It’s fairly common for businesses to provide employees who smoke with “smoking breaks” throughout the day, usually something along the lines of five minutes every hour or so. Employers and employees are likely aware of smoking’s lethal effects, but asking an employee to simply quit “cold turkey” can create agitation and withdrawal on their end, which often causes subpar working performance. As a result, smoking breaks have become a fairly common fixture in the American workplace.
These smoking breaks occur outdoors, often far away from any patrons, during a time in the shift when it’s not busy. That isn’t an issue, but non-smokers do have a fair gripe if they are not permitted the same break time as smokers.
Do Non-Smokers Have to Pick up Smokers’ Slack at Work?
During a 7-hour shift, a waiter might take a five minute smoking break each hour, which results in 35 minutes of on-the-clock break time. If a non-smoking employee is making the same wage is not entitled to the same 35-minute break per shift, simply because they do not smoke, it’s easy to see why they may consider it unfair. In fact, some could even call it discrimination since smokers are provided extra free time due to a vice, while non-smoking employees have to compensate for the smokers’ time lost because they are not addicted to nicotine.
Creating Two Tiers in the Workplace: A Bad Idea
A great employer does their best to ensure equality throughout the workplace. An employer ideally would not assign hours or responsibilities based on one’s favorite sports team, ethnicity, accent or other personal variable, so how is a vice or hobby like smoking influencing hours and responsibility?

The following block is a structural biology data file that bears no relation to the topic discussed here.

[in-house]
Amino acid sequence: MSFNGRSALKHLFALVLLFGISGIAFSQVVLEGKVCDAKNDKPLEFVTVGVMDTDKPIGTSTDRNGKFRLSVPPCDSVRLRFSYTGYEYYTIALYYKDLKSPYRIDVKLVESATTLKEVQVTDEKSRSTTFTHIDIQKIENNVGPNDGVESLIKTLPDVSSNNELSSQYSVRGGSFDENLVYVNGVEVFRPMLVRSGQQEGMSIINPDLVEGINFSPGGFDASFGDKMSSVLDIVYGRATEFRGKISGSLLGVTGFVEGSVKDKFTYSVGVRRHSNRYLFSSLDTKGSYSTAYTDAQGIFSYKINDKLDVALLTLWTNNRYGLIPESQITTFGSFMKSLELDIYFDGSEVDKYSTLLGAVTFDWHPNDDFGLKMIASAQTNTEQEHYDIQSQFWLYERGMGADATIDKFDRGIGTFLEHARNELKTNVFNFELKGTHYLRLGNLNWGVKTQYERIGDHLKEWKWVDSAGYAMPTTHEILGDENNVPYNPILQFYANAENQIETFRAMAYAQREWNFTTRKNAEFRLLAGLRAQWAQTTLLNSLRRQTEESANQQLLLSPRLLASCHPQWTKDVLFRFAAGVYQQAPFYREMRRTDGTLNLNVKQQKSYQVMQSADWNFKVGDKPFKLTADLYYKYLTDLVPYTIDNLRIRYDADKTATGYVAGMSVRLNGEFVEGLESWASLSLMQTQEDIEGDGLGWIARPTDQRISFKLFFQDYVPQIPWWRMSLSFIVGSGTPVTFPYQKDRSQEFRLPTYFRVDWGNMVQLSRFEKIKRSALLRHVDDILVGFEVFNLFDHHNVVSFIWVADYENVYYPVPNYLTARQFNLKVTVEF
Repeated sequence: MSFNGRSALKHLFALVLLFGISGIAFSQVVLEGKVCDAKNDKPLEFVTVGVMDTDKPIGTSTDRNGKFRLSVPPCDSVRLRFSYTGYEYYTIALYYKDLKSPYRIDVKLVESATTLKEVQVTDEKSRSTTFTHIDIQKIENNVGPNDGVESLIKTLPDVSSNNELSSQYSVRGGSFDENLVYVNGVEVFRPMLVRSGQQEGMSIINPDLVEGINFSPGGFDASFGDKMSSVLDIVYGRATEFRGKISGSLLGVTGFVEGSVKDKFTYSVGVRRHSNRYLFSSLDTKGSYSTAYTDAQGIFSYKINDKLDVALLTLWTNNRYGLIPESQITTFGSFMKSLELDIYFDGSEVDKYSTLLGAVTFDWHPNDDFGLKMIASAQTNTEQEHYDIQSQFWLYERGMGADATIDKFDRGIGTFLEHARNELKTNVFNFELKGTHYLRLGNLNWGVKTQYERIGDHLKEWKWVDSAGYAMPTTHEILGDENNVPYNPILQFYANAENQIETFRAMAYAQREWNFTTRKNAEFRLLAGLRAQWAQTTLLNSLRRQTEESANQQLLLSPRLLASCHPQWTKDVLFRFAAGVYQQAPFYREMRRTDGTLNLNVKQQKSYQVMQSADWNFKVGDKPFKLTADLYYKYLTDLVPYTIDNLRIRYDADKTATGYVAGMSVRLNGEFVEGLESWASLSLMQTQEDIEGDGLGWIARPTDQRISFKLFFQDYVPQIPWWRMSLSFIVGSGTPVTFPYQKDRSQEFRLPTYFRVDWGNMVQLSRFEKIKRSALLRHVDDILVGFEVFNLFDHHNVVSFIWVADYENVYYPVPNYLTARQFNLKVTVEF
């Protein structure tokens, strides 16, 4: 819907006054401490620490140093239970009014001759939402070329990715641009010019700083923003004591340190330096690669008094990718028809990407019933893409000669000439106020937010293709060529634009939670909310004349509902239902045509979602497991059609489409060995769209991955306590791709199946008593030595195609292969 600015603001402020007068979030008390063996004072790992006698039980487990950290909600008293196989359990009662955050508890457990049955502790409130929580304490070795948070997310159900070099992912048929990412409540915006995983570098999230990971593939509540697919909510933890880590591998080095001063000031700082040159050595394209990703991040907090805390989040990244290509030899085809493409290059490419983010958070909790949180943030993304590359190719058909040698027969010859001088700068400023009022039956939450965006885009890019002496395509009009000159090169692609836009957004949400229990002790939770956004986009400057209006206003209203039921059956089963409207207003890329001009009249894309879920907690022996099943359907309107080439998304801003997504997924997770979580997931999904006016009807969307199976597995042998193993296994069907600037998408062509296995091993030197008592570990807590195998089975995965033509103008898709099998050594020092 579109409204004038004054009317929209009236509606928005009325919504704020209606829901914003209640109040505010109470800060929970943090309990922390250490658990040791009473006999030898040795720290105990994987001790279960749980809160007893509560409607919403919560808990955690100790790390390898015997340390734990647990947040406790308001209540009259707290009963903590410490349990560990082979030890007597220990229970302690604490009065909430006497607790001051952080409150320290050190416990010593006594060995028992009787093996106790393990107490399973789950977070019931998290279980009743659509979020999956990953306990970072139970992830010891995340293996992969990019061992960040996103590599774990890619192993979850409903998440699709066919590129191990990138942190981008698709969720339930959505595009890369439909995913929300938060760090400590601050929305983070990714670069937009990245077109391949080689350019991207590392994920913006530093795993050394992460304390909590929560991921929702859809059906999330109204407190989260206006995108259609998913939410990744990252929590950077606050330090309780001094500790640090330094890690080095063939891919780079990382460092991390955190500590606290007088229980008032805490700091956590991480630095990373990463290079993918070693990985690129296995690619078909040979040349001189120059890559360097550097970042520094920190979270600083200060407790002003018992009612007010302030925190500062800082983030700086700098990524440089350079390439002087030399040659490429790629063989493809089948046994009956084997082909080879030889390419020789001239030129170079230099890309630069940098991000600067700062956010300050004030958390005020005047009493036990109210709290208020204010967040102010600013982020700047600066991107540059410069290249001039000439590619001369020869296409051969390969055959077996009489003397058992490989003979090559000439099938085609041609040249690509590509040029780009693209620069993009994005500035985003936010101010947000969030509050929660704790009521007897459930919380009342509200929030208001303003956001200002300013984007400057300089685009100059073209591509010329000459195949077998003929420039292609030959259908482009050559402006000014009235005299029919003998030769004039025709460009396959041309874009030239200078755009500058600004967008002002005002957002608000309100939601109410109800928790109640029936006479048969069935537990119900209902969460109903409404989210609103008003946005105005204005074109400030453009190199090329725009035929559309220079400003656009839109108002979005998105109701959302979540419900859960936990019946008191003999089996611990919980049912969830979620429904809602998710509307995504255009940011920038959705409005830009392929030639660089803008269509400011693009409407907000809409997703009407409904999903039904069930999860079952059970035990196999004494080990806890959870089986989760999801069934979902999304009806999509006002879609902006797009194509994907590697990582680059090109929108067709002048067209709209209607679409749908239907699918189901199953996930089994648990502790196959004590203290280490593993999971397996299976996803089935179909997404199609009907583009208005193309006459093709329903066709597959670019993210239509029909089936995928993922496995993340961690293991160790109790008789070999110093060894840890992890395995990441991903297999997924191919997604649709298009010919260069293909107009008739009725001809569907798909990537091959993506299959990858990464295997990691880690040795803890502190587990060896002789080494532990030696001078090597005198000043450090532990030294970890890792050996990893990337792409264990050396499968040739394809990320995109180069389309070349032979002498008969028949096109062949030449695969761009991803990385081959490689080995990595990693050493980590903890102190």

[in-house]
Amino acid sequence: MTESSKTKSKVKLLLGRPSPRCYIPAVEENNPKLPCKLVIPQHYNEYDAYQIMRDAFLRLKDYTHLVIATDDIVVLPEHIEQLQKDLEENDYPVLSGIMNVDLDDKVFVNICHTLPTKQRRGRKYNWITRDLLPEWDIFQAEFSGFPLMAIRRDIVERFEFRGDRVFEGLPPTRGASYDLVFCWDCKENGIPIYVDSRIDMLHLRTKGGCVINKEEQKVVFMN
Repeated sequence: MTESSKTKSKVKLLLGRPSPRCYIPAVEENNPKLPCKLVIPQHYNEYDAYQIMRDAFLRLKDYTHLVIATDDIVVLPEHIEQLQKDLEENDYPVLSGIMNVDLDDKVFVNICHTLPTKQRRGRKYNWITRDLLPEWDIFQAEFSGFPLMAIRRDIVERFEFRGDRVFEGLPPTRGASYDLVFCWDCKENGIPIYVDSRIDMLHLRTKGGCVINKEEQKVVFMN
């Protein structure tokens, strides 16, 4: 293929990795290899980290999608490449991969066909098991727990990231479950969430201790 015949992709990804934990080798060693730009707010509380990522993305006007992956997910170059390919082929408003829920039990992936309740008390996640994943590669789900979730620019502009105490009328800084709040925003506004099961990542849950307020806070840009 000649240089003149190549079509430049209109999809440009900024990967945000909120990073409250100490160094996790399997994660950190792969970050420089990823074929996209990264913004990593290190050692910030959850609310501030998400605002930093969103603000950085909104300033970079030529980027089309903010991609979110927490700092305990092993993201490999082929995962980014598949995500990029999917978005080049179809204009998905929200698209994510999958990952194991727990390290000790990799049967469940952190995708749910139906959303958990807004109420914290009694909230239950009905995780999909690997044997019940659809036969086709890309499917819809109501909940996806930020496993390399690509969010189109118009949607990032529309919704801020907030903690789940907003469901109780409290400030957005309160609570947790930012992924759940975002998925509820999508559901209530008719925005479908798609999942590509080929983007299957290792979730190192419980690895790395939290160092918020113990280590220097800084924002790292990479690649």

Understandably, the topic of smoking can be a sensitive one, especially as many smokers are aware of the dangers and are trying to quit. The problem is, quitting something extremely addictive — like nicotine — cannot simply be forced. Employers recognize this and many would rather give their employees an extra half-hour of downtime per day than deal with the potentially awkward confrontation. Unfortunately, this can be by perceived by non-smokers as being preferential toward smokers, creating a very undesirable two-tiered employee structure that can alienate one section of employees and result in poor work output.
The Suave Depiction of Cigarettes is Not Dead
In the days of Mad Men, in the ‘60s and ‘70s when cigarettes were portrayed as cool and trendy, it’s easy to see why workplaces would accommodate smoke breaks; smoking was becoming a mainstay in society and was perceived as “cool” rather than cancer-inducing.
In the age of technology, e-cigarettes are the new cool. Just take a look of some of these flavors from East Coast Vapor and you’ll understand why these are becoming more prominent with younger workers. Flavor choices include Coffee Toffee, Grape Bubblegum, Peaches & Cream, and more.
What’s the Potential Solution?
Ideally, smokers should use their allotted lunch break to get their nicotine fix in. If that’s not possible, foregoing a conventional lunch hour in favor of structured mini breaks could be done for flexible job positions, which would ensure that employees are sacrificing their lunch hour minutes in order to smoke as opposed to simply meandering during a time where they should be working.
If smokers were able to trade lunch minutes for smoking break minutes, non-smokers would likely be much less upset, as everyone would be working equal hours instead of smokers working less due to their habit.
If you own a business, how do you handle smoke breaks? Let me know in the comments!